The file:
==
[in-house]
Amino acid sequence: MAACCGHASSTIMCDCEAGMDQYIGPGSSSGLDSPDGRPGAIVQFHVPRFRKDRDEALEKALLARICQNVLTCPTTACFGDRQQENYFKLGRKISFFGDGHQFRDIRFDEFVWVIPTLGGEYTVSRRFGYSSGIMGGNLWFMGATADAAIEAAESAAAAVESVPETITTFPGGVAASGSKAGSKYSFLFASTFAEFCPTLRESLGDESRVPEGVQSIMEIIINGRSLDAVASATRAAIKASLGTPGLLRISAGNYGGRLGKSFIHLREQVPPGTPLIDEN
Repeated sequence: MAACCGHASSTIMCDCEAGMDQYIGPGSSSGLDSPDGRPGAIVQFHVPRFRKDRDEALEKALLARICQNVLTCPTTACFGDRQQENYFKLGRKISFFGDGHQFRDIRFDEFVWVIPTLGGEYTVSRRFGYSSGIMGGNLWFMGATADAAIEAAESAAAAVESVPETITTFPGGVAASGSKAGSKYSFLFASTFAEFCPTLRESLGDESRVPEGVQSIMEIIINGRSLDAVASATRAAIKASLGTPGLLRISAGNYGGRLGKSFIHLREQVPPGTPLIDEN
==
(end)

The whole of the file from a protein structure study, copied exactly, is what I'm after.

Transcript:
[in-house]
Amino acid sequence: MAACCGHASSTIMCDCEAGMDQYIGPGSSSGLDSPDGRPGAIVQFHVPRFRKDRDEALEKALLARICQNVLTCPTTACFGDRQQENYFKLGRKISFFGDGHQFRDIRFDEFVWVIPTLGGEYTVSRRFGYSSGIMGGNLWFMGATADAAIEAAESAAAAVESVPETITTFPGGVAASGSKAGSKYSFLFASTFAEFCPTLRESLGDESRVPEGVQSIMEIIINGRSLDAVASATRAAIKASLGTPGLLRISAGNYGGRLGKSFIHLREQVPPGTPLIDEN
Repeated sequence: MAACCGHASSTIMCDCEAGMDQYIGPGSSSGLDSPDGRPGAIVQFHVPRFRKDRDEALEKALLARICQNVLTCPTTACFGDRQQENYFKLGRKISFFGDGHQFRDIRFDEFVWVIPTLGGEYTVSRRFGYSSGIMGGNLWFMGATADAAIEAAESAAAAVESVPETITTFPGGVAASGSKAGSKYSFLFASTFAEFCPTLRESLGDESRVPEGVQSIMEIIINGRSLDAVASATRAAIKASLGTPGLLRISAGNYGGRLGKSFIHLREQVPPGTPLIDEN